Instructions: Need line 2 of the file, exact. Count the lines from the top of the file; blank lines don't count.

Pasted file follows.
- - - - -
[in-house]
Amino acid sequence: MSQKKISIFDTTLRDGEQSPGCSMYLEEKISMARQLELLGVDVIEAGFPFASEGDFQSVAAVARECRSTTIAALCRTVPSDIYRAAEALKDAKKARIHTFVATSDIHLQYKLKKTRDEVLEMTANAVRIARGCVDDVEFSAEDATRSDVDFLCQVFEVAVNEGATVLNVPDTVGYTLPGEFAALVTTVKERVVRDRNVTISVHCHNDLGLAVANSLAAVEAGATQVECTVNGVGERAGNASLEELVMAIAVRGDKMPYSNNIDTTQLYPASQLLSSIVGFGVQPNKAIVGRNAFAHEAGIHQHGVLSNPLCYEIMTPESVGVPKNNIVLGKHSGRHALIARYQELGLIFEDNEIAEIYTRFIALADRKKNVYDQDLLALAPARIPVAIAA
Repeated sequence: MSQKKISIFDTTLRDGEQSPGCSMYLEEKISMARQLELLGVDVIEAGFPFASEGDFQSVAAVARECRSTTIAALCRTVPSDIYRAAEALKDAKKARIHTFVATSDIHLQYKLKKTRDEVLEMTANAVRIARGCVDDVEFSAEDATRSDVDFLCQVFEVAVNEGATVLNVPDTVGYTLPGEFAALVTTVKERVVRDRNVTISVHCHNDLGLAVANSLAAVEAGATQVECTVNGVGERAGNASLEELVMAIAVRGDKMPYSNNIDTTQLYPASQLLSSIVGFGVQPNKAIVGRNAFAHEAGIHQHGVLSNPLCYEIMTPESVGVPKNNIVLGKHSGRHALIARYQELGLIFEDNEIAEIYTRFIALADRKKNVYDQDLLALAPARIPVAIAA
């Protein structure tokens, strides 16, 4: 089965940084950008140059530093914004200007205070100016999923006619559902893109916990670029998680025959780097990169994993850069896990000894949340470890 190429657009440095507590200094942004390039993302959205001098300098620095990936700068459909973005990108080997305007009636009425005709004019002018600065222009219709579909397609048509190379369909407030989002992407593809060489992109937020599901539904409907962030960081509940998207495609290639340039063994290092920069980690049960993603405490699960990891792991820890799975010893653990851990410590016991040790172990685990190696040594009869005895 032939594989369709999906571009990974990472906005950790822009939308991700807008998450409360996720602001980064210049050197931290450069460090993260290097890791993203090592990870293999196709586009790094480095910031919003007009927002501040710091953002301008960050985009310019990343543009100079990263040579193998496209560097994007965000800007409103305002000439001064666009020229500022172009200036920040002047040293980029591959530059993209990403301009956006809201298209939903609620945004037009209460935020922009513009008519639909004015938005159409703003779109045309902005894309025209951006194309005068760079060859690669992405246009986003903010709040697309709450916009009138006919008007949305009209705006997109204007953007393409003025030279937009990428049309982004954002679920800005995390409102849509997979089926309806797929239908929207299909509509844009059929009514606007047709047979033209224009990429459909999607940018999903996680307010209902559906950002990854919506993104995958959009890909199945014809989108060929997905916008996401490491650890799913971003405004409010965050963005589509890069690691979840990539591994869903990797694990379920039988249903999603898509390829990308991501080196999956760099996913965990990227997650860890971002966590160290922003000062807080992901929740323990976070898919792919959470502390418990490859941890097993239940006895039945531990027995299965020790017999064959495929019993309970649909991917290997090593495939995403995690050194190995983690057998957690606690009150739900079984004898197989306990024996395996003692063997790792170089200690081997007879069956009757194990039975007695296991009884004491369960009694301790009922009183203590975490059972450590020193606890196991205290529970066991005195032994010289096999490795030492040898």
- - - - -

Amino acid sequence: MSQKKISIFDTTLRDGEQSPGCSMYLEEKISMARQLELLGVDVIEAGFPFASEGDFQSVAAVARECRSTTIAALCRTVPSDIYRAAEALKDAKKARIHTFVATSDIHLQYKLKKTRDEVLEMTANAVRIARGCVDDVEFSAEDATRSDVDFLCQVFEVAVNEGATVLNVPDTVGYTLPGEFAALVTTVKERVVRDRNVTISVHCHNDLGLAVANSLAAVEAGATQVECTVNGVGERAGNASLEELVMAIAVRGDKMPYSNNIDTTQLYPASQLLSSIVGFGVQPNKAIVGRNAFAHEAGIHQHGVLSNPLCYEIMTPESVGVPKNNIVLGKHSGRHALIARYQELGLIFEDNEIAEIYTRFIALADRKKNVYDQDLLALAPARIPVAIAA